And it’s not just in the whole area of gathered worship. As I try and lead a creative team at church – of designers and video editors and writers – I am realising the power of creative communication. It’s human nature for mankind to be engaged by all things creative: we were made like that. And a large part of that God-given creativity is about walking on the edge. So when we push creative boundaries we find ourselves having a powerful tool with which to engage those outside the church. You only need to see the sorry state of most church literature, design and magazines to realise that it is unsurprising that a large part of the church has lost the power to communicate effectively with those outside it’s walls. And as a result, it’s message is being lost.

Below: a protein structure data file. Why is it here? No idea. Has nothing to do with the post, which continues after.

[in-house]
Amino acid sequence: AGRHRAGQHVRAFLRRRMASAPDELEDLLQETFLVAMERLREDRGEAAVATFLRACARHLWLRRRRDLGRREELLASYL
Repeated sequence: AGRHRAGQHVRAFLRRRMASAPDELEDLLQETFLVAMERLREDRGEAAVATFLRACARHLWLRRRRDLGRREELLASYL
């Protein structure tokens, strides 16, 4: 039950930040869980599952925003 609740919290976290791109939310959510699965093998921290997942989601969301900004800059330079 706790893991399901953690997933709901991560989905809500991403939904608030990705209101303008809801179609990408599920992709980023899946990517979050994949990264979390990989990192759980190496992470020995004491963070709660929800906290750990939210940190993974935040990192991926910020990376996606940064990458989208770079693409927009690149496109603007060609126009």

But pushing boundaries does not make life easy. In fact the more I seem to tread a thinner line, not only do things feel more scary, but the more I seem to attract questioning voices. The more I push the creative boundaries, the more that I seem to attract the attention of the critical spirits. The more I try and step up onto the mountain peaks, the louder I seem to hear people shout up at me ‘come down, can’t you see the damage you are doing, don’t you care how much all this is costing?’ And actually I don’t deal with that very well. And I need to deal with it better.

The trouble is, that once you’ve seen the views from the scary places, you never want to go back down.

So input number 1: people walking the thinner line.